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S. Hapgood "www.sjhstrangetales.com"
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Philips SA3MXX04PA/02 Pink 4GB Portable MP3 Player
Philips SA3MXX04PA/02 Pink 4GB Portable MP3 Player

8 of 9 people found the following review helpful
5.0 out of 5 stars the biz, 22 Nov. 2013
Verified Purchase(What is this?)
I bought my first one of these over a year ago, have used it constantly, and I can't recommend it enough. Easy to use, with nice simple navigation, bags of room to load any amount of songs and tunes you wish, and easy to recharge. The Philips MP3 Players are the best.


Daughters of Rome (Rome 2)
Daughters of Rome (Rome 2)
by Kate Quinn
Edition: Paperback
Price: £6.99

7 of 8 people found the following review helpful
5.0 out of 5 stars Daughters Of Rome, 21 July 2011
Customer review from the Amazon Vine Programme (What's this?)
'Daughters Of Rome' is a colourful and vivid recreation of Ancient Rome. It tells the story of four women, sisters and cousins, and the dramatic things that happen to them during a time of ever-changing emperors. Cornelia is the elegant one, the woman who has married well but has yet to produce the covetted son and heir. Marcella is the bluestocking, working on her chronicle of Roman history, but cursed by the fact that a woman is not allowed to be a historian or a published writer. There is Lollia, the vivacious one with a fondness for her male slaves, and lastly the tomboy, Diana, obsessed with chariot-racing.

Some of the Roman names get a bit confusing at times, but other than that this is a perfect read, crammed full of larger-than-life characters and memorable (at times bloodthirsty) scenes. Like a sort of full-bodied Roman version of 'Little Women'!


Why I Love Singlehood
Why I Love Singlehood
by Elisa Lorello
Edition: Paperback
Price: £7.64

10 of 10 people found the following review helpful
3.0 out of 5 stars Why I Love Singlehood, 29 Jun. 2011
This review is from: Why I Love Singlehood (Paperback)
Customer review from the Amazon Vine Programme (What's this?)
Eva is in her 30s, a published author and coffee-shop owner. She has a close circle of friends who seem to adore her and hang on her every word, a lovely house by the sea, not only that but all her customers seem to adore her too, writing her long, supportive letters, eagerly wanting to hear all her news at the coffee-shop, and ready to drop everything to listen to her latest tale of woe (not one awkward, grumpy devil amongst them!!). At a friend's insistence she starts up a Facebook blog about the joys of single life ... and then realises she's not certain she is enjoying being single after all, and in fact is still pining after her ex, who dumped her when he decided that their relationship wasn't good enough for him. Add to that he's recently got engaged, and has decided to turn up at the coffee-shop parading his attractive new fiance in front of Eva.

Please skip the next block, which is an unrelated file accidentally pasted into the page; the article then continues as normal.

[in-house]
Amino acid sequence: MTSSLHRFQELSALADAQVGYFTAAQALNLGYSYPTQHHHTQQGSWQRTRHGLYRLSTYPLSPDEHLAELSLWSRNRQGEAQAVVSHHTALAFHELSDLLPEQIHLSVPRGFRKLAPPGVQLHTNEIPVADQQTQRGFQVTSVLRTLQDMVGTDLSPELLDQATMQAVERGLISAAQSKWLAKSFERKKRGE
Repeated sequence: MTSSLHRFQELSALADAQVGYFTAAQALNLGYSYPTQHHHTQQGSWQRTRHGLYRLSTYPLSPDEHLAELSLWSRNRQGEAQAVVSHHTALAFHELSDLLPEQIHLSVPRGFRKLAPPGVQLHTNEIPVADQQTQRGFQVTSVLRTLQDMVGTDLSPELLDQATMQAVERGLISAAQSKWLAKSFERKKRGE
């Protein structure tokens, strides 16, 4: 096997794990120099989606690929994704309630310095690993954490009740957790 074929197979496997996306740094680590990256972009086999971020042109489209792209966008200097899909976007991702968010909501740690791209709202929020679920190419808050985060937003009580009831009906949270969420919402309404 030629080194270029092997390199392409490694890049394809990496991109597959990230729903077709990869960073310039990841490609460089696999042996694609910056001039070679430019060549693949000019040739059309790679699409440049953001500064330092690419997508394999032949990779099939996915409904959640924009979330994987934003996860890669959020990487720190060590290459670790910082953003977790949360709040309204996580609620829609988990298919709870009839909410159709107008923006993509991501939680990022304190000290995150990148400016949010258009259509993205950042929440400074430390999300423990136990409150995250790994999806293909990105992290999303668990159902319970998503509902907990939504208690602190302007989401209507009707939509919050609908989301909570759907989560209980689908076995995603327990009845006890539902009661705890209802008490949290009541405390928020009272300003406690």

I enjoyed this at first, but it quickly outstayed its welcome. I think I was expecting something funnier, more of a biting satire on the perils of being single in a world that still seems stubbornly geared towards family life. It occasionally went that way, with the speed-dating evening for instance, but then it got dragged back to sentiment again. Plus Eva's angst was wearying. On her 34th birthday she moans "what have I achieved?" Well you've had a book published, you've got your own business and a home of your own, pretty good for starters! She also seems to have hordes of eager men desperate to get to know her better, but still pines for the loathsome ex, I mean really, get a grip lady!

If you're after a light, fluffy, feel-good read then this is probably just your thing, and in that case I can recommend it. Sadly, it wasn't for me though.


The Mistress's Revenge
The Mistress's Revenge
by Tamar Cohen
Edition: Hardcover

14 of 18 people found the following review helpful
5.0 out of 5 stars Excellent debut novel, 28 Mar. 2011
This review is from: The Mistress's Revenge (Hardcover)
Customer review from the Amazon Vine Programme (What's this?)
The story is told by Sally Islip, a 40-something married mother of 2, who has been having an intense affair with a flash TV presenter called Clive (who is also married with kids). Everything falls apart for Sally when Clive suddenly dumps her over lunch one day. Sally refuses to accept this, and her obsession with Clive accelerates until she finds herself following his family's every movement on Facebook, popping into the bar where his son works, and even bursting in on his pregnant daughter in hospital.

Tamar Cohen has managed to make a bunch of frankly dislikeable characters very readable. Like Sally, most of them are chronically selfish. Clive in particular is vile and self-indulgent. He's a serial philanderer who admits to even trying to pick up women on his honeymooon. The only truly sympathetic characters are Sally's longsuffering husband Daniel, and her children, who are practically strangers to her.

This is a complex novel, with plenty of brilliant dark humour amongst the heartbreak, such as Sally's truly dismal one-night stand with a younger man. I was fascinated to see how it would end, and the final twists didn't disappoint. Overall, this is a very promising debut novel.


Of Bees and Mist
Of Bees and Mist
by Erick Setiawan